Jewish libertarians or classical liberals -- or others who are pro-equal rights (pro-decency, really) should refrain from further participation in the libertarian movement
 The author of the document has also written a useful essay on Ron Paul's Disdain for Jews and Israel.

Saturday, December 01, 2012

Blues on a Saturday: Mickey Baker and Coleman Hawkins

Mickey Baker playing with Coleman Hawkins, probably recorded in France.

Egypt: Old and New Unions Split on Morsy's Power Grab

Union Law Decree May Mean Government Interference, New Egyptian Unions Say [Solidarity Center] 2012-12-01

Mubarak-era state-run trade unions backs Morsy’s declaration [Daily News Egypt] 2012-12-01

Workers march against Morsy [Mena Solidarity Network] 2012-12-01

Independent union federation rejects president’s power grab [MENA Solidarity Network] 2012-12-01

New Egyptian trade unions issue demands regarding proposed IMF loans [ITUC] 2012-11-21

It has been fairly widely reported that Egypt's Muslim Brotherhood has accommodated the military, I  hadn't known that they have apparently made a deal with the corrupt and ineffective state-controlled Mubarak unions.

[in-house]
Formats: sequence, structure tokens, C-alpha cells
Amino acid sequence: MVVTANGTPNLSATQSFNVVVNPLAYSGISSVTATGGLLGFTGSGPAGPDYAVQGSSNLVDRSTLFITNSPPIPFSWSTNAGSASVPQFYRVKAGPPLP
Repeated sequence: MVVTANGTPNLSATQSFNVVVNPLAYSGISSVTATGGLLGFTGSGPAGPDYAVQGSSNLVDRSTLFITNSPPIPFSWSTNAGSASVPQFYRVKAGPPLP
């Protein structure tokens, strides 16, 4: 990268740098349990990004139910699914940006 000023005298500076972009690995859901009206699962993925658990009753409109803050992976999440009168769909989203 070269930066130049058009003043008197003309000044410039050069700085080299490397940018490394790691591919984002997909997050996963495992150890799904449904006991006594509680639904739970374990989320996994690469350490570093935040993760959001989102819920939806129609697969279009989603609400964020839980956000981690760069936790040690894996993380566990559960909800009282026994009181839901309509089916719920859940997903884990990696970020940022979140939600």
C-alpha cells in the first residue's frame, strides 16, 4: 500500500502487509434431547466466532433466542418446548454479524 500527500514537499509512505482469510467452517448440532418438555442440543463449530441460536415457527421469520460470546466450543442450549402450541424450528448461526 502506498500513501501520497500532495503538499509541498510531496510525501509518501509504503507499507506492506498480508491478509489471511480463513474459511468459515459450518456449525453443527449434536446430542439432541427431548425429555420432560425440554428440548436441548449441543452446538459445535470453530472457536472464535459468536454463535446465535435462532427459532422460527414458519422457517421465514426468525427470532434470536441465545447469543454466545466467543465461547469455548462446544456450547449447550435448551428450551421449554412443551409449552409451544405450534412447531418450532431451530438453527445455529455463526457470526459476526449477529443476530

Also, check out LabourStart's  outstanding Eygpt labor news page.

Friday, November 30, 2012

Mickey Baker

 It was announced today that legendary guitarist Mickey Baker has died.  He was busy r&b and jazz session guitarist in New York in 1950s and wrote a jazz guitar instruction book series that influenced a generation or two of players.  He is most famous, though,  as half of Mickey and Sylvia.  Their 1956 hit Love is Strange is truly a classic.  Baker's guitar playing is among the best rock/r&b playing ever.  Turns out though that much of is borrowed from Jody Williams playing on Billy Stewart's tune "Billie's Blues" on Chess.  Chess even sued over the matter, but Williams apparently got no compensation. Another Williams piece ("Lucky Lou") was borrowed by Otis Rush for "All Your Love."

This YouTube Of "Love Is Strange" has some very nice vintage photos.  Enjoy.

Wednesday, November 28, 2012

Complete run of Labor Action on-line